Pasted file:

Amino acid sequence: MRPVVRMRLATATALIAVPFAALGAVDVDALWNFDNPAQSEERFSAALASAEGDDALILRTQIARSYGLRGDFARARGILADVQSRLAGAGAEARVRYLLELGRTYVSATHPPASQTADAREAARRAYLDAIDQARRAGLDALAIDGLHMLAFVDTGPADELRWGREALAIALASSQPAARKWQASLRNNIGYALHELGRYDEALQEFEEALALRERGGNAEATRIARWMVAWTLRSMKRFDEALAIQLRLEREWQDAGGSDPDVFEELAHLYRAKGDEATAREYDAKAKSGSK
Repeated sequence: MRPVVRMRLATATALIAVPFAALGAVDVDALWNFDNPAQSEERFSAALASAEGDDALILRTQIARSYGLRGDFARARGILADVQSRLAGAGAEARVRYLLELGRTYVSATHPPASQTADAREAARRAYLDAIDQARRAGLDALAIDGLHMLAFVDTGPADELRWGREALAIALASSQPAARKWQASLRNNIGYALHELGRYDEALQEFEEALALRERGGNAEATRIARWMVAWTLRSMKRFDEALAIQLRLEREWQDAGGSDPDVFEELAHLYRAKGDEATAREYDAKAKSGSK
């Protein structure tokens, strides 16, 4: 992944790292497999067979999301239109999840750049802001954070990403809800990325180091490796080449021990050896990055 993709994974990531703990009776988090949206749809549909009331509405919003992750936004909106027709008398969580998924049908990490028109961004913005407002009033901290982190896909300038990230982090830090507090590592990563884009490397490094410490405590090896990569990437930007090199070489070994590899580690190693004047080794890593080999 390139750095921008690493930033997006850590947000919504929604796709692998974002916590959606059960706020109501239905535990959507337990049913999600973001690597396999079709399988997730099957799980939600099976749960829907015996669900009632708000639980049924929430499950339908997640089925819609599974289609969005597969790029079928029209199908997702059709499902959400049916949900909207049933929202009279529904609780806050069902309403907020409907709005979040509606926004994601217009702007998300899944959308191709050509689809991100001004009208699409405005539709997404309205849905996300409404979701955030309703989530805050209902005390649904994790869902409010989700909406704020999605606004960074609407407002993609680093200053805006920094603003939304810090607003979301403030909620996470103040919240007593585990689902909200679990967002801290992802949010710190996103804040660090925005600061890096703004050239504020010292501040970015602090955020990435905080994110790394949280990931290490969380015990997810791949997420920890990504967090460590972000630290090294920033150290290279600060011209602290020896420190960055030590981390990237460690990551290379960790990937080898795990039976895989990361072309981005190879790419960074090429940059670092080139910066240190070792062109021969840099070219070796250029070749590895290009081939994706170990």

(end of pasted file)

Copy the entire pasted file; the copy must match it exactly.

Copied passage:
Amino acid sequence: MRPVVRMRLATATALIAVPFAALGAVDVDALWNFDNPAQSEERFSAALASAEGDDALILRTQIARSYGLRGDFARARGILADVQSRLAGAGAEARVRYLLELGRTYVSATHPPASQTADAREAARRAYLDAIDQARRAGLDALAIDGLHMLAFVDTGPADELRWGREALAIALASSQPAARKWQASLRNNIGYALHELGRYDEALQEFEEALALRERGGNAEATRIARWMVAWTLRSMKRFDEALAIQLRLEREWQDAGGSDPDVFEELAHLYRAKGDEATAREYDAKAKSGSK
Repeated sequence: MRPVVRMRLATATALIAVPFAALGAVDVDALWNFDNPAQSEERFSAALASAEGDDALILRTQIARSYGLRGDFARARGILADVQSRLAGAGAEARVRYLLELGRTYVSATHPPASQTADAREAARRAYLDAIDQARRAGLDALAIDGLHMLAFVDTGPADELRWGREALAIALASSQPAARKWQASLRNNIGYALHELGRYDEALQEFEEALALRERGGNAEATRIARWMVAWTLRSMKRFDEALAIQLRLEREWQDAGGSDPDVFEELAHLYRAKGDEATAREYDAKAKSGSK
């Protein structure tokens, strides 16, 4: 992944790292497999067979999301239109999840750049802001954070990403809800990325180091490796080449021990050896990055 993709994974990531703990009776988090949206749809549909009331509405919003992750936004909106027709008398969580998924049908990490028109961004913005407002009033901290982190896909300038990230982090830090507090590592990563884009490397490094410490405590090896990569990437930007090199070489070994590899580690190693004047080794890593080999 390139750095921008690493930033997006850590947000919504929604796709692998974002916590959606059960706020109501239905535990959507337990049913999600973001690597396999079709399988997730099957799980939600099976749960829907015996669900009632708000639980049924929430499950339908997640089925819609599974289609969005597969790029079928029209199908997702059709499902959400049916949900909207049933929202009279529904609780806050069902309403907020409907709005979040509606926004994601217009702007998300899944959308191709050509689809991100001004009208699409405005539709997404309205849905996300409404979701955030309703989530805050209902005390649904994790869902409010989700909406704020999605606004960074609407407002993609680093200053805006920094603003939304810090607003979301403030909620996470103040919240007593585990689902909200679990967002801290992802949010710190996103804040660090925005600061890096703004050239504020010292501040970015602090955020990435905080994110790394949280990931290490969380015990997810791949997420920890990504967090460590972000630290090294920033150290290279600060011209602290020896420190960055030590981390990237460690990551290379960790990937080898795990039976895989990361072309981005190879790419960074090429940059670092080139910066240190070792062109021969840099070219070796250029070749590895290009081939994706170990």